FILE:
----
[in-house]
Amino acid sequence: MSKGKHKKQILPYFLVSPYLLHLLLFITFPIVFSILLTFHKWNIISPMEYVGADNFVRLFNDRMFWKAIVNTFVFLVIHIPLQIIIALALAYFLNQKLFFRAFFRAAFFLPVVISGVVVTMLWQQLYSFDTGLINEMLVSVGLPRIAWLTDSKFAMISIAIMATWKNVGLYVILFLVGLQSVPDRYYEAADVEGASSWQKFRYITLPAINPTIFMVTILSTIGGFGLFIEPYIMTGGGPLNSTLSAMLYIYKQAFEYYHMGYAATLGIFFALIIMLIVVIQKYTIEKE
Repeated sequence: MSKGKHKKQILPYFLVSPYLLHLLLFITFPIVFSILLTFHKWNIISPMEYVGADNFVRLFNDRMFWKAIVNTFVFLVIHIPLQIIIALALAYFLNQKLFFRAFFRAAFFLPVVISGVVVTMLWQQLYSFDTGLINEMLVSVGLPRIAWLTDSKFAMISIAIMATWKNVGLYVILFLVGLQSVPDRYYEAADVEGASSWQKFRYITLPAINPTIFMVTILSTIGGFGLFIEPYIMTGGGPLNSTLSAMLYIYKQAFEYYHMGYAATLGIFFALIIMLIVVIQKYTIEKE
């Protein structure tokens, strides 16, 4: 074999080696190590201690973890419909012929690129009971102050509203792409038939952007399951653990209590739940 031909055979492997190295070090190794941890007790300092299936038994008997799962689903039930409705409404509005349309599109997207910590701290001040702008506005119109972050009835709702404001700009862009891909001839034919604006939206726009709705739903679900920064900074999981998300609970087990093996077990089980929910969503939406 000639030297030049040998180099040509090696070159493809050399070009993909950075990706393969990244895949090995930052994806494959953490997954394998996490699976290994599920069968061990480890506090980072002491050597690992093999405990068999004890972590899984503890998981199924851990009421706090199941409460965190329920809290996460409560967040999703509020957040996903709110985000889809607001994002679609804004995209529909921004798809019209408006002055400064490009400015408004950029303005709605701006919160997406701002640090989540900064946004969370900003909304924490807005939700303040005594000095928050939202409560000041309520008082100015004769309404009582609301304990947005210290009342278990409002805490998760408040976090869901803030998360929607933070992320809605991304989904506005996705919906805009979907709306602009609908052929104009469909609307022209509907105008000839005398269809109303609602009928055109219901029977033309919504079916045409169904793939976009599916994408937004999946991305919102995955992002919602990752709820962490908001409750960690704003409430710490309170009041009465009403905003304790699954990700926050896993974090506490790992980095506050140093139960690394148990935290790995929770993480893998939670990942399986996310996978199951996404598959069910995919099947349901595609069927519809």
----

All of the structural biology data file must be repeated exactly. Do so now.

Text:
[in-house]
Amino acid sequence: MSKGKHKKQILPYFLVSPYLLHLLLFITFPIVFSILLTFHKWNIISPMEYVGADNFVRLFNDRMFWKAIVNTFVFLVIHIPLQIIIALALAYFLNQKLFFRAFFRAAFFLPVVISGVVVTMLWQQLYSFDTGLINEMLVSVGLPRIAWLTDSKFAMISIAIMATWKNVGLYVILFLVGLQSVPDRYYEAADVEGASSWQKFRYITLPAINPTIFMVTILSTIGGFGLFIEPYIMTGGGPLNSTLSAMLYIYKQAFEYYHMGYAATLGIFFALIIMLIVVIQKYTIEKE
Repeated sequence: MSKGKHKKQILPYFLVSPYLLHLLLFITFPIVFSILLTFHKWNIISPMEYVGADNFVRLFNDRMFWKAIVNTFVFLVIHIPLQIIIALALAYFLNQKLFFRAFFRAAFFLPVVISGVVVTMLWQQLYSFDTGLINEMLVSVGLPRIAWLTDSKFAMISIAIMATWKNVGLYVILFLVGLQSVPDRYYEAADVEGASSWQKFRYITLPAINPTIFMVTILSTIGGFGLFIEPYIMTGGGPLNSTLSAMLYIYKQAFEYYHMGYAATLGIFFALIIMLIVVIQKYTIEKE
């Protein structure tokens, strides 16, 4: 074999080696190590201690973890419909012929690129009971102050509203792409038939952007399951653990209590739940 031909055979492997190295070090190794941890007790300092299936038994008997799962689903039930409705409404509005349309599109997207910590701290001040702008506005119109972050009835709702404001700009862009891909001839034919604006939206726009709705739903679900920064900074999981998300609970087990093996077990089980929910969503939406 000639030297030049040998180099040509090696070159493809050399070009993909950075990706393969990244895949090995930052994806494959953490997954394998996490699976290994599920069968061990480890506090980072002491050597690992093999405990068999004890972590899984503890998981199924851990009421706090199941409460965190329920809290996460409560967040999703509020957040996903709110985000889809607001994002679609804004995209529909921004798809019209408006002055400064490009400015408004950029303005709605701006919160997406701002640090989540900064946004969370900003909304924490807005939700303040005594000095928050939202409560000041309520008082100015004769309404009582609301304990947005210290009342278990409002805490998760408040976090869901803030998360929607933070992320809605991304989904506005996705919906805009979907709306602009609908052929104009469909609307022209509907105008000839005398269809109303609602009928055109219901029977033309919504079916045409169904793939976009599916994408937004999946991305919102995955992002919602990752709820962490908001409750960690704003409430710490309170009041009465009403905003304790699954990700926050896993974090506490790992980095506050140093139960690394148990935290790995929770993480893998939670990942399986996310996978199951996404598959069910995919099947349901595609069927519809």